||Last Updated: Nov 17th, 2006 - 22:35:04
UK researcher identifies brain region responsible for spatial hearing
A major science prize was today awarded to a researcher who is looking for the region of the brain that helps us to hear someone in a noisy place, such as a party or bar, and is responsible for "training" the brain to hear better in these situations.
Oct 6, 2006, 21:10
Beta-actin mutations linked to deafness and dystonia
Findings of a recent genetic study on developmental brain disorders may be the "tip of an iceberg" revealing factors involved with a number of congenital diseases, according to UC Irvine researchers. The study is the first to find that mutations in the structural proteins in brain cells - beta-actin - are linked to disorders such as deafness and dystonia, a debilitating neural disease, and further suggests that genetic variants of these proteins may play a wider role with inherited human diseases. Study results appeared in the June issue of the American Journal of Human Genetics.
Jul 10, 2006, 20:26
Aldosterone linked to good hearing as we age
Researchers have linked a hormone known to adjust levels of key brain chemicals to the quality of our hearing as we age. The more of the hormone that older people have in their bloodstream, the better their hearing is, and the less of the hormone, the worse their hearing is.
Feb 12, 2006, 18:38
Salicylate causes tympanic membranes to rupture more easily
It's well known that high doses of aspirin can cause ulcers and temporary deafness, but the biochemical mechanism responsible for these phenomena has never been deciphered. New research from Rice University offers clues, showing for the first time how salicylate -- an active metabolite of aspirin -- weakens lipid membranes. Researchers believe these mechanical changes disrupt the lining of the stomach, which functions to protect underlying tissue from the acidic contents of the gut. By a similar mechanism, the changes may result in aspirin-related deafness by interfering with the proper function of prestin, a transmembrane protein that's critical for mammalian hearing.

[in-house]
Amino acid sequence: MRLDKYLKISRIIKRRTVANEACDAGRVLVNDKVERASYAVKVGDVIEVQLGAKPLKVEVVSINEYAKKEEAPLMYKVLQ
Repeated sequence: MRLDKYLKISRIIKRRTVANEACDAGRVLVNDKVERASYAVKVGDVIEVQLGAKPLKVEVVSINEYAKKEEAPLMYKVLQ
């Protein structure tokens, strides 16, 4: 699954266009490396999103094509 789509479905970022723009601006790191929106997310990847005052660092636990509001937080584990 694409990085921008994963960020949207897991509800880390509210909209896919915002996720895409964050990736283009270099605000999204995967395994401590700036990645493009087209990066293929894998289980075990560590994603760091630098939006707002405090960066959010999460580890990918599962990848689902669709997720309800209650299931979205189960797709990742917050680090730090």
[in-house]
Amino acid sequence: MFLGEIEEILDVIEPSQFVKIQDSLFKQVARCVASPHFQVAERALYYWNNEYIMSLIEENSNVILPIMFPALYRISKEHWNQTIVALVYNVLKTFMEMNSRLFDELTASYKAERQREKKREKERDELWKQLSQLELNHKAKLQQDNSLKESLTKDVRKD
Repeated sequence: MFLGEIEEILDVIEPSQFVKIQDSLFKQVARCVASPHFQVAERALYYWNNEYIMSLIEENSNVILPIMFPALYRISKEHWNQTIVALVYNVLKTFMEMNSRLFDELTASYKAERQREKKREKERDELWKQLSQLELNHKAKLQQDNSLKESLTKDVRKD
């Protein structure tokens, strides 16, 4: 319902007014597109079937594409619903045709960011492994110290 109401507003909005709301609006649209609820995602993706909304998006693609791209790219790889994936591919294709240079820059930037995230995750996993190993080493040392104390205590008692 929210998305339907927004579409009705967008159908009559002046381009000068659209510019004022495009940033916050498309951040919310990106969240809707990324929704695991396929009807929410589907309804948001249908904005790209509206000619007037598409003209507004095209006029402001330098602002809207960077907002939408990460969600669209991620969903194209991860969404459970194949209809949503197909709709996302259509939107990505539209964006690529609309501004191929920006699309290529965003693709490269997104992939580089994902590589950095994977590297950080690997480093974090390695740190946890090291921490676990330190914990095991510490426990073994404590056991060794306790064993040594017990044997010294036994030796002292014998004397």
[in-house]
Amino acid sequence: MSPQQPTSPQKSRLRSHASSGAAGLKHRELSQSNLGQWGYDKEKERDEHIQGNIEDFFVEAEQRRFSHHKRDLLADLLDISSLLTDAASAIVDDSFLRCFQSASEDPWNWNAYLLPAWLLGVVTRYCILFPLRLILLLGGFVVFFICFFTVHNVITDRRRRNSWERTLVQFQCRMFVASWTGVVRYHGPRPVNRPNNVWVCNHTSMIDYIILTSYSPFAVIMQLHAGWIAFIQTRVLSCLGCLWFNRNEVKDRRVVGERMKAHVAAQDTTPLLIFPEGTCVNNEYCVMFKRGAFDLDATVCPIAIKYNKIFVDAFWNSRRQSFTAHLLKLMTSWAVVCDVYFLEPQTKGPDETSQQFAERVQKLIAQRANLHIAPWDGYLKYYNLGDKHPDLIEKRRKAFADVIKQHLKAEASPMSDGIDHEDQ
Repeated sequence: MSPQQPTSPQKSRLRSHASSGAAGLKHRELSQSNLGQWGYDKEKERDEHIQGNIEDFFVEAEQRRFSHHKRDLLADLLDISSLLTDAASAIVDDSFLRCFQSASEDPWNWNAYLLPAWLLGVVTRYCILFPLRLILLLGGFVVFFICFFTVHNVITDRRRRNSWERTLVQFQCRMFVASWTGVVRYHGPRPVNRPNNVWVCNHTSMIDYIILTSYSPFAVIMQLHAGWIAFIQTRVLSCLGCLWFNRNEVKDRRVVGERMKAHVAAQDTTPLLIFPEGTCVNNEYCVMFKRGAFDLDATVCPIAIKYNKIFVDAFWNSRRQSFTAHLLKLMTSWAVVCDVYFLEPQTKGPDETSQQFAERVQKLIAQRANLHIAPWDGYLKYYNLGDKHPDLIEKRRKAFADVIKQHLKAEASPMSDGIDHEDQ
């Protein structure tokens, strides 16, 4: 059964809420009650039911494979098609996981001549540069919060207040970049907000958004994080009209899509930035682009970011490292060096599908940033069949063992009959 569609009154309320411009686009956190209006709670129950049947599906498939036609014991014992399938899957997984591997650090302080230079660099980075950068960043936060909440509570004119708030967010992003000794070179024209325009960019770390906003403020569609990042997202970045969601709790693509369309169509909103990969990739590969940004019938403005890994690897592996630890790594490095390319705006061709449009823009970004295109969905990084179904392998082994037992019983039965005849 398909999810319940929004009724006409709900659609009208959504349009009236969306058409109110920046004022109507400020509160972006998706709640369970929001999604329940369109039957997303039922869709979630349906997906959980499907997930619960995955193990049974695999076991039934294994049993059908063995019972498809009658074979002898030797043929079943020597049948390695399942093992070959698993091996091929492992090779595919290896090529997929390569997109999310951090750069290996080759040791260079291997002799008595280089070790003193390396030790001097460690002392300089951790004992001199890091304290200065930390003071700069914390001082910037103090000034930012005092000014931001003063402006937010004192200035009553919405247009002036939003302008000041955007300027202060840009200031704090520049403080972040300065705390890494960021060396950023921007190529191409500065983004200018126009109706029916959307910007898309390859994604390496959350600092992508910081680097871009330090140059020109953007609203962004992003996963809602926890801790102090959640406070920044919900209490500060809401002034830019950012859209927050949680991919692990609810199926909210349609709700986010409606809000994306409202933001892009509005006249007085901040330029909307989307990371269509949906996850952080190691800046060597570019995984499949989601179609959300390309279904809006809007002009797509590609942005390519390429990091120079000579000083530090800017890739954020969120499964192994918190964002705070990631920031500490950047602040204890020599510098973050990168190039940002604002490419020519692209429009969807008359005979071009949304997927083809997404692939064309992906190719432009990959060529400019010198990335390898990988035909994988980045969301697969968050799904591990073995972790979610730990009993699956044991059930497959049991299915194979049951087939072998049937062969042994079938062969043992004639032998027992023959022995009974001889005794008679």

Sep 26, 2005, 15:51
Amount of hearing in an ear prior to surgery is unrelated to a patient's ability to interpret speech using an implant
Hearing-impaired individuals with severe to profound hearing loss and poor speech understanding who possess some residual hearing in one ear may experience significant communication benefit from a cochlear implant even if it is placed in the worse-hearing ear, a Johns Hopkins study suggests.
Sep 4, 2005, 08:08
Spatial Hearing Aid Can Provide Direction of Sound
Over three million Australians suffer from hearing loss but fewer than 20 per cent of them use hearing aids. Part of the problem is that technology just isn't good enough for them. Researchers from Sydney are changing that.
Apr 28, 2005, 18:11
Stem Cells to Help Hearing Impaired
Researchers at Indiana University School of Medicine are several steps closer to the day when a profoundly deaf patient's own bone marrow cells could be used to let him or her hear the world.
Mar 29, 2005, 15:29